May 5th, 2015 12:17 pm | By

The Guardian tells us about the people replacing the boycotters at the PEN gala this evening.

Now award-winning fantasy novelist Gaiman, acclaimed cartoonist Bechdel, Maus creator Spiegelman, Reading Lolita in Tehran author Azar Nafisi and American author and journalist George Packer have been named as new hosts at the event, which PEN confirmed would have heightened security. French-Congolese novelist Alain Mabanckou, meanwhile, will present the award to Jean-Baptiste Thoret, the Charlie Hebdo member of staff who arrived late to work on 7 January, missing the attack that killed 12 people.

Mabanckou told the Guardian he had decided to present the award because “I’m a big reader of Charlie Hebdo, because I know that it’s not a racist magazine. I decided to do it in memory of all journalists and cartoonists who die because they have the courage to pursue their work. Finally, I decided to do it because among the members of Charlie Hebdo who were massacred in January 2015 was a friend of mine, the economist and journalist Bernard Maris, who was an extraordinary man.”

From what I’ve been able to gather over the last four months, they were all pretty extraordinary.

Gaiman tweeted:I’ll be hosting a table at the PEN event because it’s important.” He told the Associated Press in an email: “I was honoured to be invited to host a table. The Charlie Hebdo cartoonists are getting an award for courage: They continued putting out their magazine after the offices were firebombed, and the survivors have continued following the murders.”

“They died for their beliefs. The award is for courage that transcends our like or dislike of them,” Nafisi tweeted this weekend. She also wrote: “PEN award to CH is recognition of the writers’ & artists’ rights to ‘disturb the peace,’ regardless of the price”.

If writers and artists don’t disturb the peace, who will? I’m serious. Other people have other jobs to do, they don’t have time to disturb the peace, their bosses don’t want them to disturb the peace.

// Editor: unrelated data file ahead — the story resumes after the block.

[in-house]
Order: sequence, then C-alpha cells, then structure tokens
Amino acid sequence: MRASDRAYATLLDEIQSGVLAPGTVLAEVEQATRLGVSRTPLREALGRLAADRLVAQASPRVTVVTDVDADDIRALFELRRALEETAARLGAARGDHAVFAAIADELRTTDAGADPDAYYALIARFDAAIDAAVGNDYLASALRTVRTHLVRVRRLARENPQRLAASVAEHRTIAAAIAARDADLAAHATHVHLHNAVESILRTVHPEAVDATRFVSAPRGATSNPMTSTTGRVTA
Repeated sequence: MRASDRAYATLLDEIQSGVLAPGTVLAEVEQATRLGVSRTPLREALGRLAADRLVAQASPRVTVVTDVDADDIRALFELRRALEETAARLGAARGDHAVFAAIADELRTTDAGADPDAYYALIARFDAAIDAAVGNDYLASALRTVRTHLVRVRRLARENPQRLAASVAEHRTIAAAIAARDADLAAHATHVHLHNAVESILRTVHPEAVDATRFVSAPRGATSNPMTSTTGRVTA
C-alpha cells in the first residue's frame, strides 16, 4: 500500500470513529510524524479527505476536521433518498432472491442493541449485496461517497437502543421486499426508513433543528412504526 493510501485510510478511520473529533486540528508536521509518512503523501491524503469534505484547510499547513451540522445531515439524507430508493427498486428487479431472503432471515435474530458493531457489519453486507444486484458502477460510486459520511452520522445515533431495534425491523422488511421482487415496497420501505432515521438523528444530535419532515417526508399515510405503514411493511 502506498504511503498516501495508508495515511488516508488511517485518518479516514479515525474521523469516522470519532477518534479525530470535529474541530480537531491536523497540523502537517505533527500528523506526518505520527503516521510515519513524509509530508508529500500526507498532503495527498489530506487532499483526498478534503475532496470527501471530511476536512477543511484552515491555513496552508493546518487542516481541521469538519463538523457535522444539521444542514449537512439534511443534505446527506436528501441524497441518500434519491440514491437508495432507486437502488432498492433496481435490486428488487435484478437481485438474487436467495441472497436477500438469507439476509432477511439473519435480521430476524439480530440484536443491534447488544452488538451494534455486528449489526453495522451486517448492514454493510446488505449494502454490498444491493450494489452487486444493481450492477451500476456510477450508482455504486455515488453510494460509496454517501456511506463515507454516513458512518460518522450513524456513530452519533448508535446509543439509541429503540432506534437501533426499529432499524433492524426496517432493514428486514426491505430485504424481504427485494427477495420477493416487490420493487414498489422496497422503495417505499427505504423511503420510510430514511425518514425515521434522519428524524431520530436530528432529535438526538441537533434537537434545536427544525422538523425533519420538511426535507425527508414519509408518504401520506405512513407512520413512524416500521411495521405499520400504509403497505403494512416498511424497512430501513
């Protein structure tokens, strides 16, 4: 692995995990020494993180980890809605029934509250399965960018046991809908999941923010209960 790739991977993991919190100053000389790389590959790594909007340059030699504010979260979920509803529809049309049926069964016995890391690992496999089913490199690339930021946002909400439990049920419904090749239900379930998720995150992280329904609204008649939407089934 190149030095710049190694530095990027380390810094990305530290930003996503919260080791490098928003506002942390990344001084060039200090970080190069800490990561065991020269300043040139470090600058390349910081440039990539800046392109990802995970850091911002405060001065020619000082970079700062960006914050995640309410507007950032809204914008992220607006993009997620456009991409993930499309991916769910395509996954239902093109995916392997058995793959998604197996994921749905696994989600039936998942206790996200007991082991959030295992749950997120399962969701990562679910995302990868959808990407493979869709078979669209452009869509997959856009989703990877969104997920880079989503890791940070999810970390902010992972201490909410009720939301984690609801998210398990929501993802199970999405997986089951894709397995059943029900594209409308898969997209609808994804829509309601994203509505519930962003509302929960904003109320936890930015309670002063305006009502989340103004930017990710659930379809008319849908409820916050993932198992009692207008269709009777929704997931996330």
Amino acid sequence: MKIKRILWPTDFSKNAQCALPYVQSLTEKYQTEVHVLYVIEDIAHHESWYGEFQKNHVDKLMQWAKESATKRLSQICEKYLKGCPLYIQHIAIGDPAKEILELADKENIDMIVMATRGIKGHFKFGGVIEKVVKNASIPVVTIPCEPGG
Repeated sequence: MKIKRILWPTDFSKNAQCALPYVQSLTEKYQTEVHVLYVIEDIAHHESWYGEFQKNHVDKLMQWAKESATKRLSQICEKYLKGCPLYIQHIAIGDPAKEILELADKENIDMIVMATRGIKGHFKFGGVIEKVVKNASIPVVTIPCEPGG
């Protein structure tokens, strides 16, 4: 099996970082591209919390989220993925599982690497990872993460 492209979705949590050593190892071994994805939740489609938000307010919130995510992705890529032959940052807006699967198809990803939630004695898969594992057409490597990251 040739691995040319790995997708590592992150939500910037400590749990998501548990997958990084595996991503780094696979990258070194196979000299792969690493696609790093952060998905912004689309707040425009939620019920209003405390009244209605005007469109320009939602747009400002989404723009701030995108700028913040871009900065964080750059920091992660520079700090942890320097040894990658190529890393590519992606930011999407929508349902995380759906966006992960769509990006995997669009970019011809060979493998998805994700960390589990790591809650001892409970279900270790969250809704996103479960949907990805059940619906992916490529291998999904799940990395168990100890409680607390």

Other writers including Paul Auster, Siri Hustvedt, Simon Schama, Richard Ford and Sara Paretsky have also offered their support to PEN. The novelist Salman Rushdie, meanwhile, has been a particularly outspoken supporter of PEN’s decision to honour Charlie Hebdo, writing in a letter to the free speech organisation that by withdrawing, the six authors had “made themselves the fellow travellers” of “fanatical Islam, which is highly organised, well funded, and which seeks to terrify us all, Muslims as well as non-Muslims, into a cowed silence”.

And who can dispute him?

(This is a syndicated post. Read the original at FreeThoughtBlogs.)

Guest post: By pushing an almost totalitarian narrative of white guilt

May 5th, 2015 11:14 am | By

Originally a comment by veil_of_ignorance on A new way to weasel.

Two things:

(1) It was indeed absurd and cynical how Western governments (and their MENA allies including the KSA) have exploited the CH massacre for empty lip service to free speech. However, this is a common phenomenon which is not limited to CH. We see it anytime when the political agenda allows it: from Raif over Pussy Riot to Liu Xiaobo. This does not mean that those people do not deserve to be honored or are some kind of neoliberal US-imperialist fifth column. Or to inverse the argument: the fact that Edward Snowden is now best friends with Putin – not due to the latter’s universal commitment to free speech but for obvious political reasons – doesn’t mean that Snowden should be accused of enabling Russian, neo-Stalinist nationalism and conservatism.

(2) “By choosing to honor Charlie Hebdo, the victim of Islamic radicals, rather than any of the many worthy dissidents they could have chosen, people like Julian Assange and Edward Snowden, truly courageous people whose actions and words have placed them at odds with the powerful western nations of the world”. Since Furst likes to speak about narratives, I will provide a counter-narrative: What happened to CH doesn’t really involve American white liberals; however, it involves many progressive people in Muslim majority countries and the Muslim diaspora who are increasingly silenced, marginalized and endangered by the growth of Islamic fundamentalism. This is the reason why – while the white liberal American press tried to play white guilt Olympics – there generally was a lot of solidarity from the left-wing and liberal press in the MENA region, which realized that what happened to CH is also currently happening to them (Zineb El Rhazoui wrote interesting things about this topic and the fact that CH allowed francophone MENA authors to publish things which they could not publish in their home countries). By bringing in Assange and Snowden in contrast, the American liberal tries to make everything about them and their struggles again.

I might go out on a limb, but I think that what we see in the whole CH debate is almost hegemonic white guilt: the American white liberal press holds a lot of power when it comes to influencing the international sociopolitical discourse. And by pushing an almost totalitarian narrative of white guilt – a narrative which vastly overstates the West’s power in today’s geopolitical constellation, which denies the agency of non-Western actors, which essentializes universal social problems (e.g. the role of women in society) to the West and romanticizes non-Western cultures (= a variety of orientalism which tends to be ignored) – it basically suffocates social dissent from the Global South.

(This is a syndicated post. Read the original at FreeThoughtBlogs.)